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Sebi to dry fund-raising taps for wilful loan defaulters

Regulator aims to cut off access to capital markets, protecting small investor who may not know of default status

Putting its weight behind the and the government in their fight against bad loans, regulator plans to make it tougher for 'wilful defaulters' and their companies to raise funds from the capital markets.

The proposed move, likely to be discussed by the board of Sebi in its next meeting, aims to dry the fund-raising taps for the of bank loans and also safeguard the interest of small investors.

Some entities tend to tap and debt for funds after banks stop giving credit for willfully defaulting on their existing loans, but small investors get trapped due to lack of information about their 'defaulter' status.

However, there is a counter-view that a complete fund- raising ban on 'wilful defaulters' could come in way of the promoters of a listed company seeking to infuse fresh funds, which may hurt the interest of minority shareholders.

Seeking to strike a balance, the Securities and Exchange Board of India (Sebi) is mulling putting curbs on and by such entities where funds are raised from the public.

However, they can be allowed to tap existing shareholders including promoters by way of rights issue, private placement or preferential allotment, a senior official said.

An individual or a company is declared 'wilful defaulter' for deliberate non-payment of the dues despite adequate cash flow and good net worth and for siphoning off funds to the detriment of the defaulting unit.

Other factors leading to such declaration by banks include assets not being purchased as per the financing conditions or proceedings being misutilised.

An entity can also be declared wilful defaulter for misrepresentation or falsification of records, for disposal or removal of securities without bank's knowledge and for fraudulent deals.

RBI had initially approached Sebi to put curbs on fund-raising activities of wilful defaulters, after which the capital markets regulator had started a process of seeking inputs from all the stakeholders for such a move.

Another proposal seeks to bar a wilful defaulter from taking control of any other listed company.

However, such companies or individuals can be allowed to make a counter offer in case of a hostile bid from another entity, as such capital market dealings would involve outgo of funds, rather than raising of capital by a 'wilful defaulter'.

Sebi has already relaxed its norms for banks to take control of the companies that have failed to clear their dues despite going through a corporate debt restructuring process.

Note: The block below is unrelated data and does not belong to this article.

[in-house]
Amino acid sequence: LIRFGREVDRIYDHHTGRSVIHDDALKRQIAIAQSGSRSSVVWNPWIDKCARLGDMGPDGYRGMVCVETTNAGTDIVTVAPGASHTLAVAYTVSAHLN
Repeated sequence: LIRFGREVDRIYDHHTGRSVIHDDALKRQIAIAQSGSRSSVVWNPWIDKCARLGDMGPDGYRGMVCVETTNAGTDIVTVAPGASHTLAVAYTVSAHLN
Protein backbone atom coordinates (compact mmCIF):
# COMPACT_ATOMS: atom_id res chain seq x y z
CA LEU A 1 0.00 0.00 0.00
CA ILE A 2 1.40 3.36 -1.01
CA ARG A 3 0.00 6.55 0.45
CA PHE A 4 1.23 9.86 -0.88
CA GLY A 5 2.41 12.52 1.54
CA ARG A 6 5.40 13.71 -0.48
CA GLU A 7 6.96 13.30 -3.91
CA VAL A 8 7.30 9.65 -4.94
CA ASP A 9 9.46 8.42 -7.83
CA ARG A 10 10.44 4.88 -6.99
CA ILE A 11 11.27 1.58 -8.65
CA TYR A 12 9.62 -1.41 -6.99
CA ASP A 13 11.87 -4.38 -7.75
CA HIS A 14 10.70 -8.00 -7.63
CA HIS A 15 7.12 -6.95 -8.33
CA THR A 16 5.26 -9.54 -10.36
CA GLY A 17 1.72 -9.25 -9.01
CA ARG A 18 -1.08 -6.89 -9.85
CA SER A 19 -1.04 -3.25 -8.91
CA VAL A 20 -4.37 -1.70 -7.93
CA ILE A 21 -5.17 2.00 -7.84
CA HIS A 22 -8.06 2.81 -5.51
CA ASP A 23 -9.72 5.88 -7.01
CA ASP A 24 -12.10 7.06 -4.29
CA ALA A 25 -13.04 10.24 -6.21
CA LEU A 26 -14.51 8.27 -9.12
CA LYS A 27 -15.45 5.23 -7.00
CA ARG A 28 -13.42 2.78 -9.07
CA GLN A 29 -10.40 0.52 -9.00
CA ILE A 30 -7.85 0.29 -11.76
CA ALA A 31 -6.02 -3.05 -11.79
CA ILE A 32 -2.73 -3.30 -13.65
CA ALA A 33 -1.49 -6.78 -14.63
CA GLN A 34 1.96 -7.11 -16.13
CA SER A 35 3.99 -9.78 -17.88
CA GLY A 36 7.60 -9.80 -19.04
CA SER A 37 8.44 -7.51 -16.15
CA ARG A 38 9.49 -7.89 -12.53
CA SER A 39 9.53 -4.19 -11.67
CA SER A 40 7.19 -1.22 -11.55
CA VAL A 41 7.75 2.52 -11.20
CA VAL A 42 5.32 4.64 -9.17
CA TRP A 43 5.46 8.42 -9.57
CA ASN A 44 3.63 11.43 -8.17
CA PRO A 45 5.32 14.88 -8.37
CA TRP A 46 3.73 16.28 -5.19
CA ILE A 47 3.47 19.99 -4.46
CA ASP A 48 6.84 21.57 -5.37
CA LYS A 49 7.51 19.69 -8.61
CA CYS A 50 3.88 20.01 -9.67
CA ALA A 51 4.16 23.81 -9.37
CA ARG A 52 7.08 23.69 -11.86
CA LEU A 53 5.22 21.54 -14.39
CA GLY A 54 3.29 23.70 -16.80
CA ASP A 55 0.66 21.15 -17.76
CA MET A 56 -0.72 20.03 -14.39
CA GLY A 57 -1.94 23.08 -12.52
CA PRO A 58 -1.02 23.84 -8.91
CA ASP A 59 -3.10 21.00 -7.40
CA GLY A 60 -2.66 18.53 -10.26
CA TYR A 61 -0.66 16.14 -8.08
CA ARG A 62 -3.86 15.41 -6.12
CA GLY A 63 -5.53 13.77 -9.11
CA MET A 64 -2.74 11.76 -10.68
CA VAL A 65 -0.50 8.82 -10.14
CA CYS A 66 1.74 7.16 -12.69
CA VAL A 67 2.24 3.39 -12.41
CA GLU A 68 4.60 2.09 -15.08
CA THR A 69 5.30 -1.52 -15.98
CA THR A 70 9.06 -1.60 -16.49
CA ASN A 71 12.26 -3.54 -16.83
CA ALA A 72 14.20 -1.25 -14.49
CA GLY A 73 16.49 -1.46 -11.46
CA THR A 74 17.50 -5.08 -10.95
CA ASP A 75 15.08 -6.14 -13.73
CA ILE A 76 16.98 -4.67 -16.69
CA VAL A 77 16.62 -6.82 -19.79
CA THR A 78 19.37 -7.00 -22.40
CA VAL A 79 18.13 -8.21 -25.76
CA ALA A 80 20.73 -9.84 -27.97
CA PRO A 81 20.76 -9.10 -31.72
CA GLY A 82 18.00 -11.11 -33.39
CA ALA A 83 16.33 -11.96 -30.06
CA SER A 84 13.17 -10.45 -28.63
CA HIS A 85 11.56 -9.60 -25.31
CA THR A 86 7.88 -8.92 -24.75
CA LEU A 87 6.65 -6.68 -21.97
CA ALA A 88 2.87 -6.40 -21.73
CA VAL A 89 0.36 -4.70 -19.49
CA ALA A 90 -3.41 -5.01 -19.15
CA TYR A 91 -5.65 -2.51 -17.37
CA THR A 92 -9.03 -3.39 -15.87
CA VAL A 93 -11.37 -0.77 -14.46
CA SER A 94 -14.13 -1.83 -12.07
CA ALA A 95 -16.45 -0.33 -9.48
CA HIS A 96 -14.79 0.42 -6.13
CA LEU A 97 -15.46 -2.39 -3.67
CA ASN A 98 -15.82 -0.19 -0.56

The decision follows discussions between various regulators and government departments to tighten the regulatory noose on wilful defaulters, especially in the wake of many such cases coming to fore in recent months.

Some of the entities that have been declared 'wilful defaulters' in the recent past include those associated with Vijay Mallya-led after collapse of its aviation venture Kingfisher Airlines.

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Business Standard
177 22
Business Standard

Sebi to dry fund-raising taps for wilful loan defaulters

Regulator aims to cut off access to capital markets, protecting small investor who may not know of default status

Press Trust of India  |  New Delhi 



Sebi to dry fund-raising taps for wilful loan defaulters

Putting its weight behind the and the government in their fight against bad loans, regulator plans to make it tougher for 'wilful defaulters' and their companies to raise funds from the capital markets.

The proposed move, likely to be discussed by the board of Sebi in its next meeting, aims to dry the fund-raising taps for the of bank loans and also safeguard the interest of small investors.

Some entities tend to tap and debt for funds after banks stop giving credit for willfully defaulting on their existing loans, but small investors get trapped due to lack of information about their 'defaulter' status.

However, there is a counter-view that a complete fund- raising ban on 'wilful defaulters' could come in way of the promoters of a listed company seeking to infuse fresh funds, which may hurt the interest of minority shareholders.

Seeking to strike a balance, the Securities and Exchange Board of India (Sebi) is mulling putting curbs on and by such entities where funds are raised from the public.

However, they can be allowed to tap existing shareholders including promoters by way of rights issue, private placement or preferential allotment, a senior official said.

An individual or a company is declared 'wilful defaulter' for deliberate non-payment of the dues despite adequate cash flow and good net worth and for siphoning off funds to the detriment of the defaulting unit.